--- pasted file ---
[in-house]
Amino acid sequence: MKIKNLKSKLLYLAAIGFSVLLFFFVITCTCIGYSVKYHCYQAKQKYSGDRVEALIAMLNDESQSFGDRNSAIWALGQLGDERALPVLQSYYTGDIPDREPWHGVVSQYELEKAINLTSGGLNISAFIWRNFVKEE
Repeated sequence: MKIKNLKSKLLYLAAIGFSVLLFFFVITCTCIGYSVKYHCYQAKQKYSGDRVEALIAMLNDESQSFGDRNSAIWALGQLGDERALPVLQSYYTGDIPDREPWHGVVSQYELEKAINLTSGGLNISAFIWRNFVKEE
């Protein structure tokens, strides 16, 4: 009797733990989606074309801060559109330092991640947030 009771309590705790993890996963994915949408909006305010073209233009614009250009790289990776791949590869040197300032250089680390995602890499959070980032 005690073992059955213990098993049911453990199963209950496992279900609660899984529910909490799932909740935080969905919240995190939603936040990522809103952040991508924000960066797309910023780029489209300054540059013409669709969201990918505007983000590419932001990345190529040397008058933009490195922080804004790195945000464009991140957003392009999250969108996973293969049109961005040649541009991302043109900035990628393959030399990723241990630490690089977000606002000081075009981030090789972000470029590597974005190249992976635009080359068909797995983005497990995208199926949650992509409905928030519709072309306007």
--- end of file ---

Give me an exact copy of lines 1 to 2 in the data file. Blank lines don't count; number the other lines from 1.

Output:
[in-house]
Amino acid sequence: MKIKNLKSKLLYLAAIGFSVLLFFFVITCTCIGYSVKYHCYQAKQKYSGDRVEALIAMLNDESQSFGDRNSAIWALGQLGDERALPVLQSYYTGDIPDREPWHGVVSQYELEKAINLTSGGLNISAFIWRNFVKEE